The year was 1935. Countries around the world still struggled to escape The Great Depression. People were feeling, you know, actual depression and looking for some glimmer of hope, just a moment’s relief from economic hardship. In swooped Parker Brothers with Monopoly, allowing the poor and downtrodden to assume the role of the rich and powerful any time they wanted. Given today’s current economic and political travails, the world again looks for a tabletop savior. Someone that can save us from rampant capitalism and exploitative politics. Enter Cogito ergo Meeple (Philosiphia, Floating World) and their latest offering Solar 175: a game of rampant capitalism and exploitative politics…in space!
Solar 175 – Kickstarter 2022
Like it’s mustachioed predecessor, Solar 175 allows players to fight their way to the top of the economic ladder in this game of intergalactic mercantilism. You and up to four of your friends will begin the game as CEO’s of newly formed companies looking to exploit the political chaos following the “unspeakable war” for personal gain.
The game revolves around players vying for the most influence, and what Solar 175 does so well is provide players with multiple paths to power. Workers are the backbone of this endeavor, so hiring them for your worker bag is critical. Hire engineers to help you build outposts, bases, and ships, or pilots to patrol your space thereby adding to your presence and influence. Influence how your workers vote to give you political leverage over your opponent. Or ship your workers off to the intergalactic peace keeping forces or to labor on giant megastructures.
But while this menu of worker placement actions would be interesting on its own, the depth of strategy becomes truly dizzying when you consider how commercial, military, and political aspects of the game are all interconnected. The projects you undertake and the political parties you back all influence each other and how you get to score points at the end of the game. On top of this, Solar 175 is also a legacy game, so the ripple effects of your choices will naturally be felt further down the road as you unlock new areas to explore and new ships to build.
Ceres – Kickstarter Jan. 2022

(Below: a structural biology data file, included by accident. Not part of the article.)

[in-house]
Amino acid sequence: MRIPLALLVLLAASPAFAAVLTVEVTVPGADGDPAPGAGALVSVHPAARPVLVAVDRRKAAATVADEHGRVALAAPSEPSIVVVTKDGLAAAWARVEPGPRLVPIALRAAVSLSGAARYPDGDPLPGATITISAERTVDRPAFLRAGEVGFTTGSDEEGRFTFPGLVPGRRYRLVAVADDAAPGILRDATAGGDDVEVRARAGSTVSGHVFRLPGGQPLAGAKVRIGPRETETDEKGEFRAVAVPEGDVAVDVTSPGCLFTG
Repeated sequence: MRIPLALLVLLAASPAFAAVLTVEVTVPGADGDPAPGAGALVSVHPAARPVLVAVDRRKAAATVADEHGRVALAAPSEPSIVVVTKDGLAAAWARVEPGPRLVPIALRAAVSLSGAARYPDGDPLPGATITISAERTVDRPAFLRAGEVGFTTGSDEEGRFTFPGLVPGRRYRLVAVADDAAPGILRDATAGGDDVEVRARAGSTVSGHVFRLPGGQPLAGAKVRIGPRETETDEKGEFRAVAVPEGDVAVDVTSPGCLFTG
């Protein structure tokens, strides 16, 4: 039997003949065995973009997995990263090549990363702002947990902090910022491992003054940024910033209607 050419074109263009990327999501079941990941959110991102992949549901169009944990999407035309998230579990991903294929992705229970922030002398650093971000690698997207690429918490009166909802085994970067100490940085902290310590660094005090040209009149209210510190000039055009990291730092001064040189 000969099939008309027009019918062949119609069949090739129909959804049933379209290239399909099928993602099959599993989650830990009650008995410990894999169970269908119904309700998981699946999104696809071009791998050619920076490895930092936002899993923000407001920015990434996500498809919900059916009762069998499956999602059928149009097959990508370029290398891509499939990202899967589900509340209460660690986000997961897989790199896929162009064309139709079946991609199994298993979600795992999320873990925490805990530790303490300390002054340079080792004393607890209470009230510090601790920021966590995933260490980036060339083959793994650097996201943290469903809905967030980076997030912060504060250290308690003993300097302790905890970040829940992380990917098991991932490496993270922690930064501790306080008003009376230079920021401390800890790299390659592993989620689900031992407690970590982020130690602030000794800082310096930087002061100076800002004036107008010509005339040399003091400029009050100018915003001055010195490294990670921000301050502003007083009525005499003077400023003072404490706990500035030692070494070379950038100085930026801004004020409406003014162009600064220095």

If space is your jam, then you might also want to keep Ceres on your radar as well. Another worker placement game, this time from Artipia Games (Pursuit of Happiness, Kitchen Rush), Ceres has a more localized focus on the game’s namesake, a colossal asteroid that has become a profitable mining outpost.
Over the course of 3 rounds, representing 3 years in your business, players will take turns trading, mining resources, expanding the Ceres colony, or trading tech with the Martian council. And like Solar 175, all of this is once again in pursuit of power, albeit this time on said Martian council. Ceres also seeks to differentiate itself by purportedly including an astrophysicist in the design process to create an experience that is as authentic as possible.
Hacktivity – Kickstarter
The final game today trades deep space for cyber space. I’m talking about Hacktivity, thepremiere offering from Acolyte Cooperative Board Games, a newly minted publisher out of Canada focusing entirely on co-op games.
In Hacktivity, cyberspace is under attack from a mysterious virus that is likely the product of a newly operational “quantum generator” and definitely not that website you “accidentally” visited. That is where you and up to 3 of your friends come in. This co-op card game begins each round with The Virus attacking your Antivirus Interface. In turn, you and your team will retaliate through various character cards to deactivate the virus’ current attack. But everyone knows that the best defense is a strong offense, so players will also have the ability to launch counter attacks against the virus while you simultaneously shore up your firewall.
The game also adds just a dash of legacy format with sealed decks which players can open as they progress through the game, gaining more weapons in their fight against the virus. Which is a lot of work to do just because someone forgot the meeting on cyber security!
by Zane Messina